James Warden was born in 1736 to Hugh and Sarah Warden. Their Marriage Certificate for the previous year still exists and shows them being married at the Collegiate Church of St. Katherine by the Tower of London. They were living at the time in the Parish of St. Anne’s in Limehouse. although his mother comes from a wealthy family - the Parks, who are later to play an important part in the rise of James Warden.
Limehouse with its position in the Docks of London was an ideal place for the young James to be bought up, especially as his father was a Mariner and his mother’s family has the same background. His Uncle William Parks was mentioned as a Captain in his wife’s Will and both lived in Limehouse with a number of other members of the large family. It was described by Sir John Fielding in 1776 "as a place chiefly inhabited by sailors, where a man would be apt to suspect himself in another country. Their manner of living, sparking, acting, dressing and behaving, are so peculiar to themselves".
James is recorded as attending
Greenwich Hospital School, whose buildings now house The National Maratime Museum. He would have been between the ages of 12 and 14 when he would have taken up the position of Midshipman in one of the many ships that docked in the Port of London. To achieve that position he would have to have come from a good background and no doubt his uncle assisted him in this.
There is a gap now in our knowledge of his career and it is the inscription on the side of his impressive Tomb that provides us with a clue as it details that” He was in 19 engagements during the memorable expedition against the French fleet under the gallant Hawke." This would take us to 1759, when James would have been just 23 years of age. Hawke went on to achieve a victory over a French fleet at the Battle of Quilberon Bay in November of that year during the Seven Years War, preventing a French invasion of Britain. He developed the concept of a Western Squadron, keeping an almost continuous blockade of the French Coast through the war. Again Wardens Tomb mentions that he was there with Hawke at the "surrender by the French of Bell Isle off their coast".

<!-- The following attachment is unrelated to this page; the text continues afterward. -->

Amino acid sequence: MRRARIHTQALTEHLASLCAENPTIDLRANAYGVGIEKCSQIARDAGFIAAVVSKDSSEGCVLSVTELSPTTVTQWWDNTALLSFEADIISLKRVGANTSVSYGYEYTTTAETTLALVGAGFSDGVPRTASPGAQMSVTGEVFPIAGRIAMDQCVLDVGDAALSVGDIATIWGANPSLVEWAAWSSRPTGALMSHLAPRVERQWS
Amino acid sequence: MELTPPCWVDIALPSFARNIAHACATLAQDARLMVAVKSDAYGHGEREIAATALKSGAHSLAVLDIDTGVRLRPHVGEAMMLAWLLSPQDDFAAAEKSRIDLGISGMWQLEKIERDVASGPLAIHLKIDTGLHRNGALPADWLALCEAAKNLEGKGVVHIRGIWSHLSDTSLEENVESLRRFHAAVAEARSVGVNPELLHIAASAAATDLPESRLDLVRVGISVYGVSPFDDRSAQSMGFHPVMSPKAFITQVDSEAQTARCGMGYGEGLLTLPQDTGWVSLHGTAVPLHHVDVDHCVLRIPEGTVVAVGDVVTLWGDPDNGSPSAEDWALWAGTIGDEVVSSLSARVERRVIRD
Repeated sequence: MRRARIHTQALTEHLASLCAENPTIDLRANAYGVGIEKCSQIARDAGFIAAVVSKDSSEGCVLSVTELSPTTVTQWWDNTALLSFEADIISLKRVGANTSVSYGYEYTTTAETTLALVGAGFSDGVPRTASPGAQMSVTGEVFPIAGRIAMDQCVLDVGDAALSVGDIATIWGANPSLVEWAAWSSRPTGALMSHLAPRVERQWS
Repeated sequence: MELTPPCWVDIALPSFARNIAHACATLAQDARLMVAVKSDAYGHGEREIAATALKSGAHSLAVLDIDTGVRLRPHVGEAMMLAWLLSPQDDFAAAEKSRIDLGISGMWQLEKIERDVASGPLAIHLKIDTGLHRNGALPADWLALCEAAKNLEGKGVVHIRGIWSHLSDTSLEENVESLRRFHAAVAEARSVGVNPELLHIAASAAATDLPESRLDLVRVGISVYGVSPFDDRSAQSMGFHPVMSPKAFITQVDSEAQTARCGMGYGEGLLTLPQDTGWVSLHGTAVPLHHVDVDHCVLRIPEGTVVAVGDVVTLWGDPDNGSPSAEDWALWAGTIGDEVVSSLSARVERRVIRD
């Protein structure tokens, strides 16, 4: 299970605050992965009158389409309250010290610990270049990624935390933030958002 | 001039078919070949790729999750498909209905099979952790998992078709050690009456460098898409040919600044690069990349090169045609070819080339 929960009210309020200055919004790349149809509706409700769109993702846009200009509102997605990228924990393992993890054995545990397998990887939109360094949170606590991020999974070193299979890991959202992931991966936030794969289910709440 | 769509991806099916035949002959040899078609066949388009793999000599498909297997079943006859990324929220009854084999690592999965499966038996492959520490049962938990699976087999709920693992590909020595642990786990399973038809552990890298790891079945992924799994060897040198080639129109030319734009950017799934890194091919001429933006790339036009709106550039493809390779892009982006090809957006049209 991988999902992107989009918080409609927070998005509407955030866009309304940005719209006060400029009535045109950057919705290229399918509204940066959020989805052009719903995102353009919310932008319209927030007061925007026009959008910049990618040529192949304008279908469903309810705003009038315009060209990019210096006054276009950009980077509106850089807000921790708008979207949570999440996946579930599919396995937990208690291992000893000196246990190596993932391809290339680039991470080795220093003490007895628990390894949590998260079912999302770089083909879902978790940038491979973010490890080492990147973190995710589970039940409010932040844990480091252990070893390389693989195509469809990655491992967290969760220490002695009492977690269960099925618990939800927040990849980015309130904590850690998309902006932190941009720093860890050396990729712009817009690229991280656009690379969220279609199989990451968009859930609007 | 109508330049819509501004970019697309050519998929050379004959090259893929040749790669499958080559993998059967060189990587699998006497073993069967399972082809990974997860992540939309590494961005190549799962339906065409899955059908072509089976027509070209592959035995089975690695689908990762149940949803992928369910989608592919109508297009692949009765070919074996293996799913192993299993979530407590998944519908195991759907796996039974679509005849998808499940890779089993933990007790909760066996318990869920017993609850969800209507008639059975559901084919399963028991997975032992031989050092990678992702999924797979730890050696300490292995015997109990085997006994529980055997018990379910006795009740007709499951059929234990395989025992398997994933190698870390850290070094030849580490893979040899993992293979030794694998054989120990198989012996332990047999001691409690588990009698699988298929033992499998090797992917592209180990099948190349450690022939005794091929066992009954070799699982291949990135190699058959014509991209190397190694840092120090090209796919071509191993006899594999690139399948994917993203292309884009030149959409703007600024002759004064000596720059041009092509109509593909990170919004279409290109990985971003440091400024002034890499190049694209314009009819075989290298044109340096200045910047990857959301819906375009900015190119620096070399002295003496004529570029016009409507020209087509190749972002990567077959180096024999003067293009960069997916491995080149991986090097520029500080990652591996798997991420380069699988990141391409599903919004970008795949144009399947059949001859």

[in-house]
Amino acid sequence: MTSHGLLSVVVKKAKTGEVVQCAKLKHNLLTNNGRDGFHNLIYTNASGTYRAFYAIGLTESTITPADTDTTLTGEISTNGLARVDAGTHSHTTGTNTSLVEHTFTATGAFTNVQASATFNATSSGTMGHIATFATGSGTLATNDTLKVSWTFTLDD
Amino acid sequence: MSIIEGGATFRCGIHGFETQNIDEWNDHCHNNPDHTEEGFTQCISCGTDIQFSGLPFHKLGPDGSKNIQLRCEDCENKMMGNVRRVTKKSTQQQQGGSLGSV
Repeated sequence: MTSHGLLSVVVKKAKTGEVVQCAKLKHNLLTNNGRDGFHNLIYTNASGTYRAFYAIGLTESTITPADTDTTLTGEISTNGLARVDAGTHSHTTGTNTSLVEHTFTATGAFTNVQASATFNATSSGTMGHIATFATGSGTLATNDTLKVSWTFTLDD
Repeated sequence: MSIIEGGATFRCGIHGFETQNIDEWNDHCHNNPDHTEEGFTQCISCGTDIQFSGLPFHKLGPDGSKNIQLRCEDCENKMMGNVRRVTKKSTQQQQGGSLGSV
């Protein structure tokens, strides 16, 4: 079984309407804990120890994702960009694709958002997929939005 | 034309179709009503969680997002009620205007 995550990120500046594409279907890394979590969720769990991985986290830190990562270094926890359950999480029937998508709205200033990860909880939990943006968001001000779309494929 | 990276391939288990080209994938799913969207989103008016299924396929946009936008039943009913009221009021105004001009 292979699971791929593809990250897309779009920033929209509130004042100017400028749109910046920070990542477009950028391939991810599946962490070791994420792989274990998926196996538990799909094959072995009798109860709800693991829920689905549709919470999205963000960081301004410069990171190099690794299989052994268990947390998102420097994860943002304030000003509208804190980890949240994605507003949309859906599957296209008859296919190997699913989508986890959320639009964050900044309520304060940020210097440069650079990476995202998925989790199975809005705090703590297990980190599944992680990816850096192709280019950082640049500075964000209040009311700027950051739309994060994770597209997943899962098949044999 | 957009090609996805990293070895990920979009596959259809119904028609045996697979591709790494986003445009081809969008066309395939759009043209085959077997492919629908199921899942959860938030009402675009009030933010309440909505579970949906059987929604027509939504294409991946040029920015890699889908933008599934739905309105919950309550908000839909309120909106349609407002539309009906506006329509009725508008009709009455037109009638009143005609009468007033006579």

He rose to the rank of Lieutenant, no doubt as a result of his part in these sea battles, a position he was to hold all his Naval Career. After retrurning to these shores he met and married a young lady only known to us as Elizabeth. They were to have their first child, Hannah Parks Warden who was born in 1763 in the coastal village of Wyke Regis, near Weymouth in Dorset. The following year the couple have a daughter, Ann, who was shown as being baptised in the local church.
Records from The Admiralty Archives reveal that his next position in the Royal navy was
as a coastal Customs Officer, apprehending smugglers on the east coast in command of HM Cutter "Adventure",including his presence in Edinburgh in 1764. He sailed from Leith on 15th. October for Portsmouth after receiving orders to enter as many men as possible. The Cutter proved to be leaky and he had to employ a Master Carpenter (Alexander PHILP) at Burntisland to caulk and nail her. He sailed again on the evening of the 25th. In the Downs on 7th. November he reported that with no Master on board he had had to employ a pilot for the North Coast. Once in Portsmouth in December he requested a Master and a Surgeon's Mate. In 1766 the ADVENTURE cutter was based in the Firth of Forth. She was damaged in Leith Harbour at the beginning of August and William EDMOND, Carpenter of the HAPPY, sloop, surveyed the extent of the damage. The damage was confined to the upper works so they could be carried out by John SYME, the Carpenter in Leith. On 29th. November George CLARK, the gunner's mate, was drowned. In March 1767 Thomas RICHMOND, the Master, asked to be replaced due to failing eyesight. In September 1767 Lieutenant WARDEN was superseded by Lieutenant George YOUNGHUSBAND.The Adventure was sold off the following year.